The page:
World’s Biggest Tech Incubator Opens in Paris

Updated on 30 June 2017

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Today's Top Entrepreneurship and Business Stories (30 June)

Paris has taken a step closer to fulfilling its ambition of becoming Europe’s technology capital with Station F, the world’s largest startup incubator on the banks of the Seine.

The 34,000 square metre (366,000 square foot) facility, which entirely fills an old railway depot, is being bankrolled by billionaire Xavier Niel, who revolutionised the French internet and mobile market with his low-cost service and is now on a crusade to put French technology on the map.

The cavernous concrete and glass hub, which aims to house up to 1,000 startups, will be a “very visible place that creates a strong image for Paris”, Niel told AFP. “The idea is to create a place that acts like a beacon and helps others,” he added.

Station F is situated in the fast-changing 13th district – an airy neighbourhood of modern high-rises, shops, and cinemas that is home to the national library.

The space has been designed to create the feel of an American college campus, with entrepreneurs paying 195 euros ($221) a month for a spot in the hub, which is divided into three areas: “create”, “share” and “chill”.

The incubator is the biggest of around 40 that have sprung up in the French capital, which is competing with London and Berlin for the title of Europe’s technology leader.

Facebook, Amazon, and Microsoft have already come onboard Station F, to mentor the startups. (via AFP)

Bright Ideas At The 10th SA Innovation Summit

The SA Innovation Summit has grown exponentially from hosting 70 people at its first event in 2007, to a massive gathering which was attended by 3500 people from 19 countries last year. Now in its tenth year, the SA Innovation Summit is set to grow even bigger, with 21 African countries already interested in participating and a stellar line-up of speakers booked.

The theme for this year is ‘Innovation Revolution’. SA Innovation Summit Chairman, Audrey Verhaeghe says, “We are standing at the cusp of the fourth Industrial Revolution and the tech entrepreneur is central to future economic growth, innovation and change. Big business and policy makers cannot miss this important opportunity to engage entrepreneurs as they think creatively and strategically about solutions for our future.”

The first two days of the Summit, 6 to 7 September 2017, will offer a host of international and local speakers at Plenary sessions, including Founder and CEO of AngelHack, Sabeen Ali and Ran Neu-Ner, Co-CEO of The Creative Counsel. This will be followed by Breakaway sessions where conversations will centre around six core tracts; FinTech, BioTech, AgriTech, EduTech, Cities of the Future and Space (including big data, artificial intelligence and robotics). Participants can also look forward to business match making opportunities, round table discussions and demonstrations.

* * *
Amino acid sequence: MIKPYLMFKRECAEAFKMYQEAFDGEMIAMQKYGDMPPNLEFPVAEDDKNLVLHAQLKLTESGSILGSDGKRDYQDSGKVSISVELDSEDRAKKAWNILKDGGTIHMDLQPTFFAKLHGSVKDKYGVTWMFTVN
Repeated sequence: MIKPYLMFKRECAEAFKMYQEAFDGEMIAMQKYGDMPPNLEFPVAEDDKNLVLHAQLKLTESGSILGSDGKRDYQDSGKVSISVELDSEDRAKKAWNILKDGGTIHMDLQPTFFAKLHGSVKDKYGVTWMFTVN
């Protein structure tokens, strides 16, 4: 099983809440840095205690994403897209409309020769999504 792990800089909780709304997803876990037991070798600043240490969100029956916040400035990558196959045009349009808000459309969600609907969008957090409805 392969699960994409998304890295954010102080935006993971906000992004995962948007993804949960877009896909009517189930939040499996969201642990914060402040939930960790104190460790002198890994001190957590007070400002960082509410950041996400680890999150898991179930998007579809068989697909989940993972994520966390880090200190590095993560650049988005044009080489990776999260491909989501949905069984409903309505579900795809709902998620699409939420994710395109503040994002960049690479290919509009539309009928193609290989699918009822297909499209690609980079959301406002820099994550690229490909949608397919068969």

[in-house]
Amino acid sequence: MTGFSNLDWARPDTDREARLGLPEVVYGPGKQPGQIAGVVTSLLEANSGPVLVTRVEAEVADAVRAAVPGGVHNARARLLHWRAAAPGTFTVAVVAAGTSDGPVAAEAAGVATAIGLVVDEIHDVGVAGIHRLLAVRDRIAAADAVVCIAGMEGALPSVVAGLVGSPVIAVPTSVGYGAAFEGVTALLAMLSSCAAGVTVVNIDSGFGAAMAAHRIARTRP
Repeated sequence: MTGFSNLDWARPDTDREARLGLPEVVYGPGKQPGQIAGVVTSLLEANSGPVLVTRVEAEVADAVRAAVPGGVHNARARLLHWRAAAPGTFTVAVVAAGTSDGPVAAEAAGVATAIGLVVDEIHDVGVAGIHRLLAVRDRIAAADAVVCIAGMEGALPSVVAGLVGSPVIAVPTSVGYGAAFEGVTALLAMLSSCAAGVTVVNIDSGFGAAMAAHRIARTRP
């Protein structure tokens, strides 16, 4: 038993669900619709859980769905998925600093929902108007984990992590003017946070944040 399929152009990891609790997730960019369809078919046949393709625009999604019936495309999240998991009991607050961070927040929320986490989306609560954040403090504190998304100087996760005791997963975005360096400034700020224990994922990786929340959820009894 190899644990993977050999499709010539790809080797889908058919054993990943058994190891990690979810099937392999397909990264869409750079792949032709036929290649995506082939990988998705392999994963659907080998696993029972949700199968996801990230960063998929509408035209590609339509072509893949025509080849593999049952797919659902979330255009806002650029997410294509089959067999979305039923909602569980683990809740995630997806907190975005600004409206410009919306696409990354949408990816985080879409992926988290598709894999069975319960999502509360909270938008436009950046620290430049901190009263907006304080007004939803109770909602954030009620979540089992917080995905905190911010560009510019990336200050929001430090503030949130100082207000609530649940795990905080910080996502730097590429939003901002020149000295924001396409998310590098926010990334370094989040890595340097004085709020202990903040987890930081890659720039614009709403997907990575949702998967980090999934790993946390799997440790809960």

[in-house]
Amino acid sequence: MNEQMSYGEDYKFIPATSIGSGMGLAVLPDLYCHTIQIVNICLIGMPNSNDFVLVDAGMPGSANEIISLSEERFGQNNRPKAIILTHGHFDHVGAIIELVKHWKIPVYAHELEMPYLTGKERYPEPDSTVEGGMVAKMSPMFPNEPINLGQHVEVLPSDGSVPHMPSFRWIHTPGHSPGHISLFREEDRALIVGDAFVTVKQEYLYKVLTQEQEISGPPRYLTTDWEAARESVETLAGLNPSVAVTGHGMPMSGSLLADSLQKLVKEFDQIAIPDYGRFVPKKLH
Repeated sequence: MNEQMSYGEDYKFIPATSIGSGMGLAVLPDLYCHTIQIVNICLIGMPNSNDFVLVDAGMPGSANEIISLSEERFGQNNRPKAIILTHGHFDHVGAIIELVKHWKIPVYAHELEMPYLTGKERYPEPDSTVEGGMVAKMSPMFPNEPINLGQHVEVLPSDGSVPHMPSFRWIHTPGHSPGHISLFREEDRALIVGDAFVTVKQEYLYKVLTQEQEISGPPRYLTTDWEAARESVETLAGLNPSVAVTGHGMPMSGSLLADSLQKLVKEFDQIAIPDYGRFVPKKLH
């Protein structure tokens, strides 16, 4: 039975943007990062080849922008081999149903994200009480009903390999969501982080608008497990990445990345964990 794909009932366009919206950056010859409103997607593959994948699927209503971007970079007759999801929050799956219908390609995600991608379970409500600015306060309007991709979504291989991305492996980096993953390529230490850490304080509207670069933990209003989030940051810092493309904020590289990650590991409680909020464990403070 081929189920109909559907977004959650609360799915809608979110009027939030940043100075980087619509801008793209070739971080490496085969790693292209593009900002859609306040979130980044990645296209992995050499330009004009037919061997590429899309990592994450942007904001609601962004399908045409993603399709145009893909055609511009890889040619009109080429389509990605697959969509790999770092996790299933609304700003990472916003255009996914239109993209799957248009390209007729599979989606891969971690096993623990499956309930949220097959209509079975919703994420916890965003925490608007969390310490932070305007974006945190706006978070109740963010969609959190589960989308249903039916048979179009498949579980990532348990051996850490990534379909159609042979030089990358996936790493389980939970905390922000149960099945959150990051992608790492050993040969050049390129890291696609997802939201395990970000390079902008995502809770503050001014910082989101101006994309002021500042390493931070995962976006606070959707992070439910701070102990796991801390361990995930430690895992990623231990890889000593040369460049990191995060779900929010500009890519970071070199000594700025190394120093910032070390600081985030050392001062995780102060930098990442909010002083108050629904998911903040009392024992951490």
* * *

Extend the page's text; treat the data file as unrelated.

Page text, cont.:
On the final day of the Summit, 8 September 2017, delegates will travel by bus around Cape Town on an Innovation Ecosystem Tour, where they will visit workshops, incubators and startup communities for an inside perspective into the practical aspects of innovation.

The Summit will once again include a Pitching Den, Inventors Garage, Hackathon and CEO Panel Debate, all providing unique opportunities for great ideas to be shared and taken from concept to market. This year’s Market on the Edge, is dedicated to the youth, with schools showcasing their entrepreneurial talent.

Tickets for the SA Innovation Summit can be purchased online at

Regional Value-chains Key To Successful Intra-African Trade, Afreximbank Hears

Rwanda’s Minister of Finance and Economic Planning, Claver Gatete, has called for the building of regional value-chains in a bid to boost intra-African trade, saying that they have the potential to generate enormous benefits for African economies.

“The creation of regional value chains in Africa along several product lines could ease the integration of African economies into global value chains,” Gatete said.

“In this context, ongoing efforts to deepen regional economic blocs within Africa offers tremendous opportunities to draw on economies of scale to transcend the natural and environmental constraints imposed by geography.”

Gatete was speaking during the seminars of the African Export-Import Bank (Afreximbank) Advisory Group on Trade Finance and Export Development in Africa.

Afreximbank is holding a four-day long Annual General Meeting in Kigali, Rwanda.

Gatete said that although African trade had witnessed growth, especially over the last two decades, rising from $210 billion in 1996 to $1.2 trillion in 2015, its share of global trade had barely changed, remaining at about 15 percent, compared to 67 percent in Europe, 53 percent in developing Asia and about 37 percent in America.

Denys Denya — Afreximbank’s executive vice president in charge of finance, administration and banking services — said that the success achieved by countries like China and Korea, and the critical role played by intra-regional trade in their development, presented Africa with valuable lessons for positioning intra-African trade as a key pillar for economic growth, and sustainable development.

“Africa’s progress toward economic development and structural transformation had been hindered by over-reliance on export of natural resources and primary commodities and a deficit of export diversification which limited the ability of countries to effectively develop regional value chains to enhance their integration into global value chains,” Denya said.

Denya said there was the challenge posed to Africa by the small size of economies and market fragmentation. (via African News Agency)

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